This was the best thing I've read in years. I felt revitalized by the honesty and clarity of Dora's storytelling. It was glorious to find something so good, such a reward after sifting through all that Patterson/Picault level drek out there, just looking for one true voice. Read it now!
Anonymous More than 1 year ago
I could not put this book down. It is down and dirty and is very realistic look inside the head of a teenager growing up in a dysfunctional family with a philandering father, a drunken mother, and the husband of her father's mistress trying to seduce her.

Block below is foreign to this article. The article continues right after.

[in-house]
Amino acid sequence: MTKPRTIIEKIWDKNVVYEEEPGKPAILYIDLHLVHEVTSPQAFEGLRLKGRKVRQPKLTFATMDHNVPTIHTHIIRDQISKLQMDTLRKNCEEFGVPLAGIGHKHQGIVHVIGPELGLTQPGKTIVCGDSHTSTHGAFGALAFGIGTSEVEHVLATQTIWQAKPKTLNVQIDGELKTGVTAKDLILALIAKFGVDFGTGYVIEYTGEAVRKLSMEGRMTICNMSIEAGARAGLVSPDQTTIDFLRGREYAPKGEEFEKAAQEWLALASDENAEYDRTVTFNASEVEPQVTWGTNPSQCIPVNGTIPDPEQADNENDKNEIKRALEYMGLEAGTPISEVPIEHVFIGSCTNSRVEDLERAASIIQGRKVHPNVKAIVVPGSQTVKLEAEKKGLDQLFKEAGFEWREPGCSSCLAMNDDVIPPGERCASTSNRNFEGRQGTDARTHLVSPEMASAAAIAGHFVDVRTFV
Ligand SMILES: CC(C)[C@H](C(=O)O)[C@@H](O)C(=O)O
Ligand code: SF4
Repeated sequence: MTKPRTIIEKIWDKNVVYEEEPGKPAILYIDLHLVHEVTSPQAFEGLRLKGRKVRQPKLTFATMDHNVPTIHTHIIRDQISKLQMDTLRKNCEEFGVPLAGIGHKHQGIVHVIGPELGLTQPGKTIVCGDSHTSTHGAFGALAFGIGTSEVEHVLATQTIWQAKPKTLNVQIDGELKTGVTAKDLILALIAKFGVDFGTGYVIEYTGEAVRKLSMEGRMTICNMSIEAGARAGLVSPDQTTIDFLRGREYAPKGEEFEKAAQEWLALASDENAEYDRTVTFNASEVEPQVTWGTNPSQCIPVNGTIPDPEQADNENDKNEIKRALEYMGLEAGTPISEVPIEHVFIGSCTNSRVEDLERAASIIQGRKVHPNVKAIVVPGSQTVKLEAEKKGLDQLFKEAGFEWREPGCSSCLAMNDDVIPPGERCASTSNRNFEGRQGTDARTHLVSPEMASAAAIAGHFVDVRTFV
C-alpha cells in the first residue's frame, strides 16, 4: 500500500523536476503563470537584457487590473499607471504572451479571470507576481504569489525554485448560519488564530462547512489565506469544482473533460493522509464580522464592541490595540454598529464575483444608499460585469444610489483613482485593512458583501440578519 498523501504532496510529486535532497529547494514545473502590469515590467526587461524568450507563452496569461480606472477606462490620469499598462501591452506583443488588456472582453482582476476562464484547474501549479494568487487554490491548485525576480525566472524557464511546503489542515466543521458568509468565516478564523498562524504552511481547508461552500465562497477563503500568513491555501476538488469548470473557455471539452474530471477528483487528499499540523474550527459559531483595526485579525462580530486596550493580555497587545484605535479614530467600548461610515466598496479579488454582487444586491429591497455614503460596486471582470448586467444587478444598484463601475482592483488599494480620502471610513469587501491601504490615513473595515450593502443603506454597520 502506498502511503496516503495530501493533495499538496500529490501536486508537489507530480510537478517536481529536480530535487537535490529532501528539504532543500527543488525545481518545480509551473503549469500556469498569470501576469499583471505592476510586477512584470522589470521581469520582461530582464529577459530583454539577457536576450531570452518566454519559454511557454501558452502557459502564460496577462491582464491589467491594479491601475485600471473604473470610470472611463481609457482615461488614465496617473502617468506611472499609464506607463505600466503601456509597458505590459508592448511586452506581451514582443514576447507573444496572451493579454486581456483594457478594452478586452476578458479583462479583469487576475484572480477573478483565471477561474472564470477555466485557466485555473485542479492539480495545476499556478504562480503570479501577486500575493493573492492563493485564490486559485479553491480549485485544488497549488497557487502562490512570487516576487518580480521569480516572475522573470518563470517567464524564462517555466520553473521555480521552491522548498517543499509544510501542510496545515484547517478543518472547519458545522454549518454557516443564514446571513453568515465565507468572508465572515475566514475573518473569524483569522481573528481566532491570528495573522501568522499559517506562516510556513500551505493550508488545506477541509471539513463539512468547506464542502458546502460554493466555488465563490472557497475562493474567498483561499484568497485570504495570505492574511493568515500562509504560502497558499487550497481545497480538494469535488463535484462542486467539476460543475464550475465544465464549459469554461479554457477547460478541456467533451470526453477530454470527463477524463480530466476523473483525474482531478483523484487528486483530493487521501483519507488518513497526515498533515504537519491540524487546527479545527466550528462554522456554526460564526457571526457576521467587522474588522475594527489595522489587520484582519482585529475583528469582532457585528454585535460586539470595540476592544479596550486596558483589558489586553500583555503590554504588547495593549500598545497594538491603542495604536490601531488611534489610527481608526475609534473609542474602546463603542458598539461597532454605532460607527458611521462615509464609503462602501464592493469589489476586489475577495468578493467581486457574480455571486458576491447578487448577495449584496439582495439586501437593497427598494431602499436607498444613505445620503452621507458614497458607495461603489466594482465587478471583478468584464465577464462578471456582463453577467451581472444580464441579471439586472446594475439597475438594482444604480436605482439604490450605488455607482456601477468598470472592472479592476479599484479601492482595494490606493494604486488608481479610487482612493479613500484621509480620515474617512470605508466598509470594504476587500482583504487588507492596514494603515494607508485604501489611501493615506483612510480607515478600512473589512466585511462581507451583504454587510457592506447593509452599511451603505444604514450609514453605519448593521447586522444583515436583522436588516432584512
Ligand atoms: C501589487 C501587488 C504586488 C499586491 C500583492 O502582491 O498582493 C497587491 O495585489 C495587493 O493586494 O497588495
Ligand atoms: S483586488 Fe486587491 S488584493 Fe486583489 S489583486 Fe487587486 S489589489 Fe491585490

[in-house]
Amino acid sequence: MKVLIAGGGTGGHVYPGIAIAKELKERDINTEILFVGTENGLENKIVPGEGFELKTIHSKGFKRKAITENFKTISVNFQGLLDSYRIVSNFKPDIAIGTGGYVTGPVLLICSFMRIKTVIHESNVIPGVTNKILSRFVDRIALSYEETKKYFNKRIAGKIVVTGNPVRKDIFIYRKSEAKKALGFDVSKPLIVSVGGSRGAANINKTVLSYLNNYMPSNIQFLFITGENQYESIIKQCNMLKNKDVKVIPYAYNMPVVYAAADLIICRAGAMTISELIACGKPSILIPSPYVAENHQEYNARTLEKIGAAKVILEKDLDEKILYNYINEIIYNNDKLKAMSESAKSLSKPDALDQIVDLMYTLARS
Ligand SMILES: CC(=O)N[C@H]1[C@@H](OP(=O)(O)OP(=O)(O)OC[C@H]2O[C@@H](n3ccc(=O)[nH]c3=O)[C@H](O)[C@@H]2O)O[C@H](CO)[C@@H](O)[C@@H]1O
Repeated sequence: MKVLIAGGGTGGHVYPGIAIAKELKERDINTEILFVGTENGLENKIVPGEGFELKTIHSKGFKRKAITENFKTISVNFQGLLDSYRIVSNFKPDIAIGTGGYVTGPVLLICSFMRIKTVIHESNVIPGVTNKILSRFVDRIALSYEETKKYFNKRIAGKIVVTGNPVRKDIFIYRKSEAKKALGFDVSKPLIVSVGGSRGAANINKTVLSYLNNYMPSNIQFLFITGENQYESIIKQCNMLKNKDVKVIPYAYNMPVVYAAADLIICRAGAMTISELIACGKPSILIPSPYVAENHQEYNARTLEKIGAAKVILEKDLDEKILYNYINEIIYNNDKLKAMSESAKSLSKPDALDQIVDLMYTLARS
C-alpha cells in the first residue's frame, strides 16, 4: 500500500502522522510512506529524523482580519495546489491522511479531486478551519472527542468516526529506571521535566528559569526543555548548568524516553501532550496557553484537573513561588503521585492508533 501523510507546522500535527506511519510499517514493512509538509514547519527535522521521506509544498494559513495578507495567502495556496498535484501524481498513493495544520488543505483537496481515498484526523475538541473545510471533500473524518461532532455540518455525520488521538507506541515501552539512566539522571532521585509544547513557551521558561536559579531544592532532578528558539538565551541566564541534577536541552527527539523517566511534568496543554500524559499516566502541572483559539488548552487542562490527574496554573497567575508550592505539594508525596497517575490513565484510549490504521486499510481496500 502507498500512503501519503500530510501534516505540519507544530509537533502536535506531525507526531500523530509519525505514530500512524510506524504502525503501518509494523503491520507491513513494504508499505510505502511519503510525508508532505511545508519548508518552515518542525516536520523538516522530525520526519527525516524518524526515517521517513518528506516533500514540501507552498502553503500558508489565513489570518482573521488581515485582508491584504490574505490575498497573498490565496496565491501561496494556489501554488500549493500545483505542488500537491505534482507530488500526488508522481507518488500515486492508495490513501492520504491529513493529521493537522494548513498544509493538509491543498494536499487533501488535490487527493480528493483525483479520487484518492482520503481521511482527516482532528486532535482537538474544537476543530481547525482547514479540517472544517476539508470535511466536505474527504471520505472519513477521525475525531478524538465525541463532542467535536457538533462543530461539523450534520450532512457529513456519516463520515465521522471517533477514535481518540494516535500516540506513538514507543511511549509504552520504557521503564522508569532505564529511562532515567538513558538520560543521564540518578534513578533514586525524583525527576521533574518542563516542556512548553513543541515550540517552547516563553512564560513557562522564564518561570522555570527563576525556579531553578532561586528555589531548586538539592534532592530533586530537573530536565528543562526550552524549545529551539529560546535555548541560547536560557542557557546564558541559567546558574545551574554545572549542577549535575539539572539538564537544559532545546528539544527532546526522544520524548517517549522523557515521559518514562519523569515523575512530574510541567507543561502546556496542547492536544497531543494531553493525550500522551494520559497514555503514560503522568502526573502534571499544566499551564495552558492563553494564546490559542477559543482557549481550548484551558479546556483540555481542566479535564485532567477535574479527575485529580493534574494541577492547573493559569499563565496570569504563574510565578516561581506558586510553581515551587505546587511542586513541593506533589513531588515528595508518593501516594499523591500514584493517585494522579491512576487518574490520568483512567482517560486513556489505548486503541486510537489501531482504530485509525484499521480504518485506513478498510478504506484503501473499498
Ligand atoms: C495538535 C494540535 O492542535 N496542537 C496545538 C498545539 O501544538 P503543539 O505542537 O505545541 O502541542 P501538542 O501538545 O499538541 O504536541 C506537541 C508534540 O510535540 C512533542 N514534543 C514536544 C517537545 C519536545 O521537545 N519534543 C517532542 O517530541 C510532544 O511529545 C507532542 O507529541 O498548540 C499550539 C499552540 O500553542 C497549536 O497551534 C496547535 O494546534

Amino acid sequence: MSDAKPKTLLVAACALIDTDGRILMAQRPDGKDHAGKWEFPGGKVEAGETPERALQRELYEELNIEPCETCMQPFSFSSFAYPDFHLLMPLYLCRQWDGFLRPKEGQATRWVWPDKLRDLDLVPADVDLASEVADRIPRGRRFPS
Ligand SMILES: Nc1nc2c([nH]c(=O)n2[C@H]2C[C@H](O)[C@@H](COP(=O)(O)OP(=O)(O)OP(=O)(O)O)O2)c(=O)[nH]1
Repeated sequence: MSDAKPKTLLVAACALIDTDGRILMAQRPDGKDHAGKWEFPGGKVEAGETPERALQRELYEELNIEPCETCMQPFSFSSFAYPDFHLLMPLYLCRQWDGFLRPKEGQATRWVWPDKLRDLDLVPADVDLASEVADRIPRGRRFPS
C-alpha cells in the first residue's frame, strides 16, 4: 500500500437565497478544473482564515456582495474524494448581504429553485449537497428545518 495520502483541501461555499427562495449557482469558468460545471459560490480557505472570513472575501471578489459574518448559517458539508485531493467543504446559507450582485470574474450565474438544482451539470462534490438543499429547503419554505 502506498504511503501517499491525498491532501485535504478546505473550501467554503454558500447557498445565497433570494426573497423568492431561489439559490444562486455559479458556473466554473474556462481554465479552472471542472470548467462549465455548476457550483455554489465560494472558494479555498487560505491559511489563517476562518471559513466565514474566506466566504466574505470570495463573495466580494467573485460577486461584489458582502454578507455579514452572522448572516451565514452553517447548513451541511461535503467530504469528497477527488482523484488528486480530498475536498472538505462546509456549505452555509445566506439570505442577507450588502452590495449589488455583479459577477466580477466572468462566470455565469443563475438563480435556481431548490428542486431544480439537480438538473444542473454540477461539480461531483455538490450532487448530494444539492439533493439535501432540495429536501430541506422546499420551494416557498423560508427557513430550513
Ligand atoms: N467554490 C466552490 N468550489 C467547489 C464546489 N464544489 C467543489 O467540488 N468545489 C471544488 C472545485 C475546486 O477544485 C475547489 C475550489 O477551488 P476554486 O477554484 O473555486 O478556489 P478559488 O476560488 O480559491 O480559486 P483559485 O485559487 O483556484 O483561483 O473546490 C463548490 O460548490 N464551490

Anonymous More than 1 year ago
Anonymous More than 1 year ago
"Fine. But one kinute!!!" Disappears
Anonymous More than 1 year ago
Kissed Aido and disappears back to vt
melanie_with_the_eyes More than 1 year ago
A book that pushes events to the brink of what we consider to be almost too unbelievable, but not quite. By walking a line of entertainment versus psych issues affecting troubled youth, the story sucked me in. The descriptions of Seattle's underbelly are surprisingly well-written and on target. Great purchase.
Anonymous More than 1 year ago
0128
Anonymous More than 1 year ago
Sighs and goes to vt
Anonymous More than 1 year ago
Sure he gives her a mosoge then falls asleep
Anonymous More than 1 year ago
I need a friend